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Artist In The Making: Stand-Up Comedian Finds Local Success

photo of Raymond on stage

On a recent Thursday evening at the Comedy Attic, the crowd is thin but ready to laugh. And for the first time since being crowned "Funniest Person in Bloomington" Jamison Raymond gets to go on stage as the headliner.

Comedian Jamison Raymond has been performing stand-up for only four years, but last month he beat out more than 30 other comedians to win the Fourth Annual Comedy Festival at Bloomington's Comedy Attic.

It was a big win for Raymond because he hopes to make comedy a lifelong career.

Finding His Way To Comedy

Despite his recent success, Raymond didn't always know he wanted to be a comedian. He went to college to become a writer, then got a teaching degree, but he never taught full-time. While searching for his passion, he found comedy. Raymond was hooked after his first open mic.

"That open mic was the first time I got on stage for five minutes and told my own jokes that I wrote, and when I got off stage I was like I want to do this forever, I don't want to stop," says Raymond.

He got laughs the first time, but after that it got hard. He bombed. A lot. Now four years later, each set gets a few more laughs than the last. But he's still learning.

"I don't really know how to write a joke yet," Raymond says. "I'm barely figuring it out. I know what I'm supposed to, and there are maybe three jokes that I have that I sat down and went 'here's the set up, here's the premise, here's the punch line, done.'"

Raymond says the most common critique he gets is that he explains things too much. He doesn't leave enough to surprise. So he tries to edit down his jokes, taking out a line here, a line there.

On The Road

His passion has become his life and he does comedy whenever-and wherever-he can.

You drive everywhere you can drive in a night and back to do an open mic-to do five minutes…I've driven to Peoria, Illinois which is four and a half hours away, in one night to do five minutes and bomb horribly, and then drive all the way back four and a half hours in the middle of the night.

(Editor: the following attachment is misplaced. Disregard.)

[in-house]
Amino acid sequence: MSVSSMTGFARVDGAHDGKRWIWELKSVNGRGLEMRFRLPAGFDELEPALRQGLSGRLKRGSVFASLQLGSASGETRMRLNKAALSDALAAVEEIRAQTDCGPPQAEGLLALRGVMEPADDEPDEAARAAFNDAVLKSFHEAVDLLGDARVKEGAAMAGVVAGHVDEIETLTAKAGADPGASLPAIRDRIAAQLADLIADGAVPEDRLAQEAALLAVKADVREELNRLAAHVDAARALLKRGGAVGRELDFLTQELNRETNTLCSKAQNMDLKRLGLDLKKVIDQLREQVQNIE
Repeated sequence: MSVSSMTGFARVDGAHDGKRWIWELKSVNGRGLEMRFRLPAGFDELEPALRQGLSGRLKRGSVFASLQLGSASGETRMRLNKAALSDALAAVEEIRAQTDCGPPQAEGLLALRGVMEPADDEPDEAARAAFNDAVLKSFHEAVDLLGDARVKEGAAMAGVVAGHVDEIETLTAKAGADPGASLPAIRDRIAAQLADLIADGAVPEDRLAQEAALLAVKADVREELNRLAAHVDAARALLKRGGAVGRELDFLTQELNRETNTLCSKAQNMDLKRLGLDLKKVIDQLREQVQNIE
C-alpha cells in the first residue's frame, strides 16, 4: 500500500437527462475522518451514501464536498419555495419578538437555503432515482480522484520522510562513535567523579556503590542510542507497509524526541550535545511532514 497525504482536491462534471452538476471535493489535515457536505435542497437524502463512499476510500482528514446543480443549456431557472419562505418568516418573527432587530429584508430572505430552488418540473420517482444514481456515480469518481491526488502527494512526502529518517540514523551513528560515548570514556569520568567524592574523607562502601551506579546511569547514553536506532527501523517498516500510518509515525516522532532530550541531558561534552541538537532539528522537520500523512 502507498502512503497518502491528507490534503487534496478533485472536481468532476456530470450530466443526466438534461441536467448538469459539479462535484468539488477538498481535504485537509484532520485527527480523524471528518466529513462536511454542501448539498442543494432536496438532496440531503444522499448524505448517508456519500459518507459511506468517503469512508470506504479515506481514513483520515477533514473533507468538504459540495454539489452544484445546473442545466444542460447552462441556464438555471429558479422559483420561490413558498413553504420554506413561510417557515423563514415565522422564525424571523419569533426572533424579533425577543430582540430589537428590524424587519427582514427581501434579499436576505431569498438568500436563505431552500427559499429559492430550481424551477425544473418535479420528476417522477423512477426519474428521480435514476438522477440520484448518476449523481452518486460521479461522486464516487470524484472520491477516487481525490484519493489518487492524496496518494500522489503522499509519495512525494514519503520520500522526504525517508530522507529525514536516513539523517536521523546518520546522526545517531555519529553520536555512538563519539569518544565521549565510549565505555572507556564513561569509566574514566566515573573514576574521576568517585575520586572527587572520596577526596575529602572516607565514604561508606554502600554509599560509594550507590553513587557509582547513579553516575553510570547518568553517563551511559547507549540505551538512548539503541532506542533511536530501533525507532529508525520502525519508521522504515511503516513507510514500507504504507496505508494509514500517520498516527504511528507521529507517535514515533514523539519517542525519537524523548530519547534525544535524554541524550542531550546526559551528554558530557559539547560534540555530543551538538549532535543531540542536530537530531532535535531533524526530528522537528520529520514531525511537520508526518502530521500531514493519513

All of this performing on the road has helped him improve his act.

"There's something about driving all night, getting to a crappy hotel, and then spending all day there alone, and walking up on stage in front of a bunch of strangers that are all drunk and making them laugh that makes you instantly better," Raymond says.

Developing A Persona

Comedy Attic owner Jared Thompson says Raymond "really does endear himself to an audience."

Thompson gave Raymond his first paid job in comedy, as a host for the touring comedians that come through Bloomington. Now he gives Raymond feature slots, right before the headlining act.

"He plays on the audience's knowledge of geeks, dorks. He understands that is something people relate to…He is genuinely as into that stuff as he says on stage," Thompson says.

Although Raymond plays off his actual personality, that doesn't mean it's easy to write jokes. He rehearses each one-its timing, rhythm, word order. For Raymond, no topic is completely taboo, but he wants to make sure each joke has a nuance. Raymond says:

Philosophically I would love to believe that laughter helps heal things. With that mentality, you can't go wrong. If you can make it funny, it's going to help people that are in a difficult situation. That if you can make them laugh at it, that's going to help the process. But it's about learning to do that, and knowing what you can and can't do.

Raymond is aware of some of the pitfalls to stand-up, and many of his jokes start simply as funny things that happen to him.

After four years of comedy, Jamison Raymond's goals are modest: he wants to write short stories and perform comedy in New York.

"I would like for every 50th coffee shop I go to for someone to be like ‘dude I love your comedy album'…I want to be a cult phenomenon," he says.

Now, Raymond's got his sights set on a TV appearance. Maybe not this year, but hopefully soon.

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